DECEMBER 10 — As we move into the celebration of the international human rights day today, it is time to look back and take stock of the state of human rights today. This year is made special with the 70th anniversary of the Universal Declaration of Human Rights (UDHR) this year, and the 25th anniversary of the Vienna Declaration and Programme of Action.
Although both declarations were adopted in different times, both emphasised similar notion in which it describes human rights as universal, indivisible, interdependent and interrelated.
Human rights is put forward as a matter of priority for the international community with the aim to maintain peace and justice in the global arena. Yet, throughout history, the origin of the human rights has sparked debates until today - whether it is rooted in liberal, socialist, or “third world.”
I do not intend to look into the internal contradictions concerning on which version the notion of human rights come from, rather, I intend to emphasise that rights should be shared equally by everyone regardless of sex, race, nationality and economic background.
Linking to that, the question is, are we heading to the direction based on the aspirations as shown in the UDHR and the Vienna Declaration, where everyone at all times, in all places are able to enjoy basic human rights?
In recent years in the South-east Asian region, human rights are sorely under pressure. The legitimacy of human rights principles is attacked and the practise of human rights norms is in retreat. Here in South-east Asia, populist nationalism sentiments are on the rise, profiling on racial and religious grounds and scarring the societies with deepening divisions.
In Malaysia, it has been seven months since the Pakatan Harapan (PH) taken over the Barisan Nasional (BN) government on May 9, 2018. It has been a roller-coaster ride not only for the many first-time cabinet ministers and member of parliaments, the journey has been particularly challenging too for Malaysians who are all the witness of the democratic transition of the country. The sense of euphoric might have decreased and slowly everyone is getting back to the reality.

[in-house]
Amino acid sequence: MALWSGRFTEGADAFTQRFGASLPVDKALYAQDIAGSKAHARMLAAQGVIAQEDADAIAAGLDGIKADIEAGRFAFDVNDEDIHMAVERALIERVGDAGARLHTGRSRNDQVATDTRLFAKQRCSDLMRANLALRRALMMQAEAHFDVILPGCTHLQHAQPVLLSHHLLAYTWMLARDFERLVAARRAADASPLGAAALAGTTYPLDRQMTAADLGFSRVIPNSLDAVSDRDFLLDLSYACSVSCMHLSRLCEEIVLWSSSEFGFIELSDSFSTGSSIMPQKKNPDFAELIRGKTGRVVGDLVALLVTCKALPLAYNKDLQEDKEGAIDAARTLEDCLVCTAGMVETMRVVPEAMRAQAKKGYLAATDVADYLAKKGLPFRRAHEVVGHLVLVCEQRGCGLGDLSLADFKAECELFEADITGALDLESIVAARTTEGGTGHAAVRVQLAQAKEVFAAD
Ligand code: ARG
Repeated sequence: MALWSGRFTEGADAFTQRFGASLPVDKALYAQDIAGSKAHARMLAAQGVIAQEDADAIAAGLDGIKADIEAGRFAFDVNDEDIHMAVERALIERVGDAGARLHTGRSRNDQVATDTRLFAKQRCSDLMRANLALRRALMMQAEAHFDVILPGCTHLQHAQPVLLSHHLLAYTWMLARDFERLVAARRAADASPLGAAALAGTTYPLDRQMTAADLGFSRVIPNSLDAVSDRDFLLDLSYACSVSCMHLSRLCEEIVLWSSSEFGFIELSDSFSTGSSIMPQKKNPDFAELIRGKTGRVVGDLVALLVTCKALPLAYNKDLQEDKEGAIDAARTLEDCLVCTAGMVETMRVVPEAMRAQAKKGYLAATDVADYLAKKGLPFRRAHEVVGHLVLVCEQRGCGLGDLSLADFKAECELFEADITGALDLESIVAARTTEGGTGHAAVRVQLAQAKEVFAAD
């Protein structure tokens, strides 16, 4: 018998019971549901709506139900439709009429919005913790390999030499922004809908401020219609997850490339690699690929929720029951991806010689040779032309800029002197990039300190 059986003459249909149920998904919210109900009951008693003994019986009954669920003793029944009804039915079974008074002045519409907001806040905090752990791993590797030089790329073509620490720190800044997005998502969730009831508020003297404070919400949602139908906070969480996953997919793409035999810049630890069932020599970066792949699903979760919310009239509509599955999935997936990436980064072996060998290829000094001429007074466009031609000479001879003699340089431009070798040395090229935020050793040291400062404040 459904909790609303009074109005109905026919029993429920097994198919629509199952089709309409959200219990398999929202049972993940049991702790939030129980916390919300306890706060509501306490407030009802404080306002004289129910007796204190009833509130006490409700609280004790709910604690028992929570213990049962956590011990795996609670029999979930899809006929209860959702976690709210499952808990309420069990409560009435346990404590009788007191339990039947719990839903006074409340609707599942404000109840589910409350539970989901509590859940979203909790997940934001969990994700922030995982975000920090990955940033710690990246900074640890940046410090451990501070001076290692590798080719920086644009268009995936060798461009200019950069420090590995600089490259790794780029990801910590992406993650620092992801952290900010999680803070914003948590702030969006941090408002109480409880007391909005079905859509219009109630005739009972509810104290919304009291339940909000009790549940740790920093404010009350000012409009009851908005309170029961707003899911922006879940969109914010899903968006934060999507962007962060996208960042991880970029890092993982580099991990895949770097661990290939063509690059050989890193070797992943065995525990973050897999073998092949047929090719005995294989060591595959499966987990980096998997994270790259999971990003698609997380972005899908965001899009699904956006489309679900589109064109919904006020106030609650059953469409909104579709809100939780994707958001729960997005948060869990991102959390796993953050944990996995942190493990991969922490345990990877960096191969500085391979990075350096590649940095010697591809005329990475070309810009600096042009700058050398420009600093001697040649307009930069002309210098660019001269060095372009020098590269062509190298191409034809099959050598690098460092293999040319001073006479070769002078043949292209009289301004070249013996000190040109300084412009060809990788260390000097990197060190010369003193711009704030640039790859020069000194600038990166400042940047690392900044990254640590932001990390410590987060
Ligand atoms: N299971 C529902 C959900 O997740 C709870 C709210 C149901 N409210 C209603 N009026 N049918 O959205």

A noteworthy tug-of-war is playing out in Malaysia where Prime Minister Tun Dr Mahathir Mohamad’s government move to abolish the death penalty and to ratify the International Convention on the Elimination of Racial Discrimination (ICERD) has met with strong resistance, a sign of which indicate the play-out on racial and religious grounds.
The government was forced to make a U-turn decision to ratify the International Convention on the Elimination of Racial Discrimination (ICERD) and even giving way to the rally on anti-ICERD by postponing the human rights festival to commemorate the international human rights day organised by the Human Rights Commission of Malaysia (Suhakam).
Since May, the progress in Malaysia has been becoming a major attention for not just scholars but also analysts across the world, where generally, there have been much discourse about this “disruptive” era that we are living in, where many believe democracy is seriously challenged, and even losing ground.
What has been taking place show us that, the notion of human rights is challenged not just in Malaysia, but also in many other South-east Asian countries like Myanmar, the Philippines, and Cambodia where with it is facing continuous human rights violations in various forms.
The military remains powerful in Myanmar, and the autocrats are doing everything to stay in power in Cambodia. In the Philippines, President Rodrigo Duterte has brought a new low level to the country where once was seen as the shining example of democratic country in the South-east Asia.
Although the nature and circumstances vary from one country to another, yet things have gotten worse from a human rights standpoint in nearly all of them. While the internal conditions vary from country to country, there is one reality that affects all of the 11 countries in South-east Asia — an assertive China and the counterbalancing power by the United States.
Changing dynamics with China and the US are aggravating the region’s deterioration in human rights, although it is not easy or direct to link either the US power with human rights or Chinese power with abuses of those rights.
In my attempt to take stock on the state of human rights today, I wish to affirm that rights and politics are not static categories. The central to this perspective is the need for an understanding of the dynamic interrelationship of rights and politics, as well as the dual and contradictory potential of rights discourse to hinder or advance political development.
What is evident is that, although South-east Asia has seen economic growth, inequality has also at the same time increases, and this scenario leads to insecurity and weakening support for democratic institutions. One popular argument is that the elites have taken advantage of identity politics to generate conflict to maintain their powers and to put pressure on leaders for quick solutions.
Human rights matter in many ways. In commemorating the international human rights day that falls today, international standards of human rights applied to all, whether or not a particular country had ratified additional human rights instruments.
What is also required is that, politicians too should be educated about human rights and should try to understand the people that they serve to better articulate the people’s interests and grievances.
* Khoo Ying Hooi (PhD) is senior lecturer at the Department of International and Strategic Studies, Faculty of Arts and Social Sciences, University of Malaya.
** This is the personal opinion of the writer or publication and does not necessarily represent the views of Malay Mail.